Saturday, October 09, 2021

Driven from the land

 Since the 2007-08 world food price crisis, Western governments and philanthropies, led by the United States and the Gates Foundation, have backed a multitude of programmes across Africa to raise farmers’ productivity and connect them to commercial supply chains. Together, these efforts were called the “African Green Revolution”. This agricultural “modernisation”, we are told, will benefit Africa’s smallholder farmers by giving advantages to farmer-entrepreneurs with larger landholdings. 

The result of this “revolution” ostensibly meant to help the poor has actually made rural life more difficult for anyone but the most well-off, well-connected, commercially-oriented, and “efficient” business people.

Development planners have long touted technologies like hybrid seeds as “solutions”. However, local farmers understood well, their own hardier, local varieties of maize were more resistant to drought, required less labour, cost less, and required little or no chemical fertiliser. Moreover, unlike hybrids, whose wide leaves obstruct the sun for neighbouring plants, farmers could plant their own maize varieties alongside peanuts, cowpea, and bambara beans – all nutritious crops well adapted to the local ecology.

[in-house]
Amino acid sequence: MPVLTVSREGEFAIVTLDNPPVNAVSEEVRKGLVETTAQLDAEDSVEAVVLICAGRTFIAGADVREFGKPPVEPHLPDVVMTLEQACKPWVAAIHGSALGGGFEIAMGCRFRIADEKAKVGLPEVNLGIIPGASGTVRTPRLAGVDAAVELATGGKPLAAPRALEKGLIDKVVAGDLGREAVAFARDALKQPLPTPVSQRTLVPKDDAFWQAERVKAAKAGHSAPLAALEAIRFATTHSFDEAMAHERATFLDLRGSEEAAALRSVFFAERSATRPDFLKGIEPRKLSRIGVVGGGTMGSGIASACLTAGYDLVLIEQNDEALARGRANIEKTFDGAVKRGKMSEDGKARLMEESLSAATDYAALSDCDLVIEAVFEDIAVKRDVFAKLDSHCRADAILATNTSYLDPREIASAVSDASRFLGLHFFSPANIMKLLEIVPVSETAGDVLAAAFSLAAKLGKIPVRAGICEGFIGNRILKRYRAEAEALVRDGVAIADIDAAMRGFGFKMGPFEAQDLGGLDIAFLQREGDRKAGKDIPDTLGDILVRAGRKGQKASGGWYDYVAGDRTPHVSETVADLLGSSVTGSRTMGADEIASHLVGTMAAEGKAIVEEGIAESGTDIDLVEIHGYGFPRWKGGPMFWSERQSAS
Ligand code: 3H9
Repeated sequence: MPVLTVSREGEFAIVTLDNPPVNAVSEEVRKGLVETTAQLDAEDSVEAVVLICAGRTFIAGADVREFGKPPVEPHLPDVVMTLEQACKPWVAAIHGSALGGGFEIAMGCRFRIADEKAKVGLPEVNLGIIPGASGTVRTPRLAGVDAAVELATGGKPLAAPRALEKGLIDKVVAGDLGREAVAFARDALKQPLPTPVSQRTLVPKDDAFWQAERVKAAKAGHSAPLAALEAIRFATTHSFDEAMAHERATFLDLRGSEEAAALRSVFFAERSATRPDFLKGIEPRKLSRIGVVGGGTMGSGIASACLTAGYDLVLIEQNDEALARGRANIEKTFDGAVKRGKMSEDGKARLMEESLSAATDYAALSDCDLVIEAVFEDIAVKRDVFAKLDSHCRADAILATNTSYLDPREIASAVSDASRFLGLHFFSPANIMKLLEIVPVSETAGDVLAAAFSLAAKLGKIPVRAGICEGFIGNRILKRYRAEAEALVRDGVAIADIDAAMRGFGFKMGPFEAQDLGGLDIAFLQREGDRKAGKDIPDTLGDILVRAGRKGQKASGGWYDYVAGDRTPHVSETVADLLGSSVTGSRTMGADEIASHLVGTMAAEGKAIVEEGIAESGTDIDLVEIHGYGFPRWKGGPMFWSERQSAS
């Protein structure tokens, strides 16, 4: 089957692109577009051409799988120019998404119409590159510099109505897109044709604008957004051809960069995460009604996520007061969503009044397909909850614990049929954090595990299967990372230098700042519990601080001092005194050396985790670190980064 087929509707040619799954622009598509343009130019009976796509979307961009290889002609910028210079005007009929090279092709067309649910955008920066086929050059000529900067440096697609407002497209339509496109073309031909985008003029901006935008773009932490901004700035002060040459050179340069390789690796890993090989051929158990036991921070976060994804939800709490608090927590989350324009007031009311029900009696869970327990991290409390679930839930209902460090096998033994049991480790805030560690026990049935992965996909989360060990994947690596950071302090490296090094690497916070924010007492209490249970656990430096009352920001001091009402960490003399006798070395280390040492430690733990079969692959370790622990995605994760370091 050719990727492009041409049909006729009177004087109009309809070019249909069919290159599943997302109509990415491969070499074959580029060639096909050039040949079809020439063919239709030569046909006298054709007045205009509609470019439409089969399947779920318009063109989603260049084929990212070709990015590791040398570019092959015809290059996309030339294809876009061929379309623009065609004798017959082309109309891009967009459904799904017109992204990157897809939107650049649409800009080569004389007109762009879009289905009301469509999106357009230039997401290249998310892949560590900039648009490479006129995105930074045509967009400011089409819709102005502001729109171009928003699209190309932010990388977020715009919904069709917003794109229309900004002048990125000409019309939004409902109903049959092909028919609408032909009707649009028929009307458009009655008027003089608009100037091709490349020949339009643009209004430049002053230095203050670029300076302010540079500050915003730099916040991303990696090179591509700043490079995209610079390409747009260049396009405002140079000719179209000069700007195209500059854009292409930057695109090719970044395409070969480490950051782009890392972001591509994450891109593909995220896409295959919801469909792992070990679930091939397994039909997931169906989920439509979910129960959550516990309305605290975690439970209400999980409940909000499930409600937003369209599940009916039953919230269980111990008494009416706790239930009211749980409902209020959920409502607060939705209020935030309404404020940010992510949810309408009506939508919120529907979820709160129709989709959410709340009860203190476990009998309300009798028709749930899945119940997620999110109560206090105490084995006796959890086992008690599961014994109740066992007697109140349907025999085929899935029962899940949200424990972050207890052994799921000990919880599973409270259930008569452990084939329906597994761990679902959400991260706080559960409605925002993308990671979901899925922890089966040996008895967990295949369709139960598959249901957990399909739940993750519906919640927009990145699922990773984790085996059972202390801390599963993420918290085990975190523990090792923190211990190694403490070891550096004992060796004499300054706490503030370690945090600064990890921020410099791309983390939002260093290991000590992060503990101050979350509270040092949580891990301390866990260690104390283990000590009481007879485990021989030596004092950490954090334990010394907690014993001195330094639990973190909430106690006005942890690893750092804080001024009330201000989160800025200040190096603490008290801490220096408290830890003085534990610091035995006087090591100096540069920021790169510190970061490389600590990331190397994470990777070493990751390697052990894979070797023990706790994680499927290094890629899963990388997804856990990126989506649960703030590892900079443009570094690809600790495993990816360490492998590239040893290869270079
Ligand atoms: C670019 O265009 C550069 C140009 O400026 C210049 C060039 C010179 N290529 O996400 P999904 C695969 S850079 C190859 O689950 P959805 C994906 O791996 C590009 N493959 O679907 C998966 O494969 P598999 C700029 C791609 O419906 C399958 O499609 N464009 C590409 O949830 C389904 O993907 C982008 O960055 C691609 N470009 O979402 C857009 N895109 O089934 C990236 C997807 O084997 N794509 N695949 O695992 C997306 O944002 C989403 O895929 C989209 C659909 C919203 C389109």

Beyond adopted technology businessmen acquired farms to capitalise on the very programmes supposedly meant to help smallholders. The emphasis on expensive technology and commercial access has only made it harder for smallholder farmers to survive in their native lands, while opening the door to businessmen who see in the African Green Revolution their own investment opportunity.

Studies show that a major share of the world’s food is grown by smallholder farmers. Yet many critical agrarian thinkers like Henry Bernstein have argued that smallholder farming is becoming increasingly difficult, and even impossible in some places. Developmental aid that largely goes to the agri-food companies and well-capitalised businessmen, while smallholders lose the very farmland they need to survive, is undoubtedly one of the underlying causes of this phenomenon.

African agriculture without African farmers | Agriculture | Al Jazeera

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